A woman I know, who has a very smart physician, told me about something her doctor said when she last saw him.
“Doctor,” my friend began, “I’ve been hearing so much about problems with a vegan diet. Angelina Jolie said that she was a vegan for years and it almost killed her. Now she eats steak all the time. And I was just reading that different body types require different nutrients, so while a plant-based diet is good for some people, others really need meat! I mean, don’t the Inuit peoples eat mostly fish and seals and whales?”
Her ever-patient doctor sighed heavily, and told her this: “Certainly there are cultures in the world where people eat meat and live long healthy lives. I want you to consider that in none of these cultures do people have diets that include high fructose corn syrup, or other highly refined foods.
“When we think about how our ancient ancestors hunted and lived, we need to consider what their day-to-day activity was, and about all of the foods that they consumed, not just the fact that they may or may not have eaten meat. First, any plants, nuts, or seeds that they ate were truly organic: growing without chemicals or pesticides, without dangerous groundwater contamination, without soil-nutrient depletion from over-farming. The food was far more nutrient dense than those same foods today.
“Second, any meat that they ate needed to be hunted, skinned, cleaned, and cooked with no conveniences of modern living. Try hunting with a really sharp stick, then skinning the animal, then cooking it yourself over an open fire. The amount of physical energy required to eat this way was enormous.
“Our ancestors likely spent their days chasing a lizard for miles, then ate a dinner that consisted of a fistful of berries, nuts, and greens, and a few bites of stringy lizard meat. That lizard (or rodent, more likely) hadn’t been given antibiotics, or fed a questionable diet consisting of food s they were never meant to eat in the first place, the way that conventionally farmed animals are. The lizard, or mole-rat, didn’t live in its own feces, wasn’t slaughtered at a facility where contamination was rampant, and hadn’t been genetically modified or bred to have abnormally large thighs and breasts.
“So if you’re telling me that you want to eat meat on a regular basis, this is how I want you to do it: catch it and kill it yourself, without a gun, please, and skin and clean it yourself. Make sure that the rest of your diet is also truly clean, with no chemicals or fake-food. And make sure that plants still make up the vast majority of your diet.”
Okay, so the doctor was using an extreme example to make a point, but his point is a good one. Our ancestors didn’t eat factory-farmed chickens that were loaded with antibiotics and fed food that no chicken in nature has ever eaten. And our ancestors were physically moving. All. Day. Long. Whether they were hunting, farming, performing daily chores around cooking, cleaning, or caring for children and the elderly, they likely spent very little time sitting down.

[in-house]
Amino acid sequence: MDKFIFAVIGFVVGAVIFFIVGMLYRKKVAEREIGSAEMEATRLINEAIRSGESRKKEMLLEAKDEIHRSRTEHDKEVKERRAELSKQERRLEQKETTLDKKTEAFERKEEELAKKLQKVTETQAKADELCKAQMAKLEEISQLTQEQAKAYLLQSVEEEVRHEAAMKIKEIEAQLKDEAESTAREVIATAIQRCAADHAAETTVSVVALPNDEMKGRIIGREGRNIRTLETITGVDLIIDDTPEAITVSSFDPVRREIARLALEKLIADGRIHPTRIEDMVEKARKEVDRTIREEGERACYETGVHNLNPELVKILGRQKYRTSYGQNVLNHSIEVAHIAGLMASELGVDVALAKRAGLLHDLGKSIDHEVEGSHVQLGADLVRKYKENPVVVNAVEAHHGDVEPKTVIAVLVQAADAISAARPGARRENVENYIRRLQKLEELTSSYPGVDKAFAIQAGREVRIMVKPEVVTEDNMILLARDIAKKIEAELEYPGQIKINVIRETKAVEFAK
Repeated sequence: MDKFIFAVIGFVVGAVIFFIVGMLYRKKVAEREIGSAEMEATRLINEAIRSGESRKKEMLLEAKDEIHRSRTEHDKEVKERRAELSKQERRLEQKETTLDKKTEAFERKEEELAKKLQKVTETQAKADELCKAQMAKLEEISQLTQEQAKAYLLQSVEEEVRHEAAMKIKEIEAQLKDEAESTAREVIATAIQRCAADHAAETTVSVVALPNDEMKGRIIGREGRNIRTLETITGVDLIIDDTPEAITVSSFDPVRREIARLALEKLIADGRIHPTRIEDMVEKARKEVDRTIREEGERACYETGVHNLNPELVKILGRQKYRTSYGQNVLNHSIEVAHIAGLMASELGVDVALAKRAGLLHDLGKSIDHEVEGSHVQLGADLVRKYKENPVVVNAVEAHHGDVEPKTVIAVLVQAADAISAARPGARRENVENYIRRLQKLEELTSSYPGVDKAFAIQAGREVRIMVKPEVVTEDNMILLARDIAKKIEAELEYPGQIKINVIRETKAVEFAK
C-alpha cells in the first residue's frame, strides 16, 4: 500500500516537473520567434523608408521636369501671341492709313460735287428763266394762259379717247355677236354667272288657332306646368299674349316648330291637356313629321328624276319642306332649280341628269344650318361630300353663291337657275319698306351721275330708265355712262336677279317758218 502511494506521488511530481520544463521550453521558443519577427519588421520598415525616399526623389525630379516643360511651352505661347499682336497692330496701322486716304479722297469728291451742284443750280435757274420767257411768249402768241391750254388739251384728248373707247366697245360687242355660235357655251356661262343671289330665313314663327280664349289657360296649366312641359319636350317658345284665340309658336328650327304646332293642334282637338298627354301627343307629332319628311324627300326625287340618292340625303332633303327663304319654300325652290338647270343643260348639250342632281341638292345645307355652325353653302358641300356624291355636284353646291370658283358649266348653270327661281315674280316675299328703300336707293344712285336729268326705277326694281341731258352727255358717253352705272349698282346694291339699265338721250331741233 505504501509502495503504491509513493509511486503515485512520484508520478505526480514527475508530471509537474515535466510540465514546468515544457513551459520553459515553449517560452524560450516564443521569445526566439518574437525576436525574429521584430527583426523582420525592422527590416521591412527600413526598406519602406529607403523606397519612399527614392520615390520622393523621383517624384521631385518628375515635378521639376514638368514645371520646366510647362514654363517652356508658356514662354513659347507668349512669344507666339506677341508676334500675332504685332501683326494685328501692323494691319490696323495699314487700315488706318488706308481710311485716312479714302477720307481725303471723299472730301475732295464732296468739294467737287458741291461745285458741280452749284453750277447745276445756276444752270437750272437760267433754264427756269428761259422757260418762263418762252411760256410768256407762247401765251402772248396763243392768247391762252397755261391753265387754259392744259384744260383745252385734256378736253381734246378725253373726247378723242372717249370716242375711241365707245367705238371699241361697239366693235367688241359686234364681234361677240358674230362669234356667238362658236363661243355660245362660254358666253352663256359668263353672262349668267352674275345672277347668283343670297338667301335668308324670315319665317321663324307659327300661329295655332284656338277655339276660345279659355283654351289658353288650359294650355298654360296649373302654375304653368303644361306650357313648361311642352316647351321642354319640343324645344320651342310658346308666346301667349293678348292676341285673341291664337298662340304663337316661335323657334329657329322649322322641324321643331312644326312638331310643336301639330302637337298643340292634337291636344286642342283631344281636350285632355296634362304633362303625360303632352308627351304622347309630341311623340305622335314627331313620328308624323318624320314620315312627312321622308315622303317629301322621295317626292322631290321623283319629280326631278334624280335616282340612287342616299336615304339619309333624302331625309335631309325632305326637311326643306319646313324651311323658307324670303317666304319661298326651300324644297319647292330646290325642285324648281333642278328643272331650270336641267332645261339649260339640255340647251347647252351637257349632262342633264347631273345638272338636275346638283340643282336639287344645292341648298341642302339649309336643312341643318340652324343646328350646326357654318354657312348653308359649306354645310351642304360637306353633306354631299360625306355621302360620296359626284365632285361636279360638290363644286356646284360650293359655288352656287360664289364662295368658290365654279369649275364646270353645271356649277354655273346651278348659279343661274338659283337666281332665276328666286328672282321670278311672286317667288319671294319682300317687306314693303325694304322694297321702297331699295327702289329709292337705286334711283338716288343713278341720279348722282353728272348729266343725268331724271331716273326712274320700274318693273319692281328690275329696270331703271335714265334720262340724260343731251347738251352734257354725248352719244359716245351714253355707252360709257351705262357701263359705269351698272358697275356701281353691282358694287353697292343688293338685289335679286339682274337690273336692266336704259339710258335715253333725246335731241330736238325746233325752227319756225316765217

The only meat that it is ever safe to eat is pastured, organic meat that is Kosher or Hallal (or has otherwise been slaughtered in a clean and safe way). And only in very small quantities. And not with toxic food to accompany it. Actually, not with anything other than vegetables to accompany it. And maybe once a week.
If you ask me, it’s easier and healthier to just avoid the meat altogether. When I eat a delicious, plant-based meal, I don’t have to ask myself if it’s okay to combine carrots, peppers, onions, greens, hearty grains, and savory spices. Of course it is! Granted, you want to eat produce that is and hasn’t been genetically modified, but that’s easy enough to come by these days if you shop ahead of time and don’t let yourself get desperately hungry before deciding what you’re going to cook for dinner. And if you were stranded in the middle of nowhere, with only a local mini-mart that had a scant selection of conventionally grown fruit and vegetables, the worst banana in the world is still better for you than the best ham and cheese sandwich you could find at said market.
And to address my friend’s concern about Angelina Jolie feeling sick and weak on a vegan diet: I have no idea what kind of vegan Ms. Jolie was. Initially, many people who switch to a plant-based, whole-food diet do feel sick and weak for a short time. This is because their bodies are going through detox, and adapting to food that requires different things from a gut that’s been treated poorly for decades.
Additionally, “vegan” can mean many things. Beer, salsa, chips, French fries, candy, cookies, deep-fried-refined-white-flour foods can all be vegan. Coke and Red Bull are vegan. So are jelly beans. Was Ms. Jolie eating a wide variety of plants including seeds, nuts, grains, legumes, greens, and fruit, and was she doing it daily? Was she drinking plenty of pure water? Was she drinking much alcohol? Was she having coffee and cigarettes for breakfast (something she has admitted she used to do)? Was she over-exercising? I have no idea what the answers to any of these questions are, but I do know one thing: just because Ms. Jolie didn’t do well as a vegan doesn’t mean I shouldn’t follow a plant-based diet.
The data are very clear: most of the longest lived people in the world eat diets that consist of less than 10% animal products, a huge variety of vegetables, and lots of nutrient-dense, whole carbohydrates like yams, buckwheat, brown rice, etc. Why would I worry about what one woman ate or didn’t eat that made her feel sick when there are many millions of examples of people living long, healthy, productive lives while consuming plant-based diets?
And hey, even Bill Clinton is doing the plant-based thing these days! Whether or not you’re a Clinton fan, you can appreciate how much thinner and more vibrant he is now.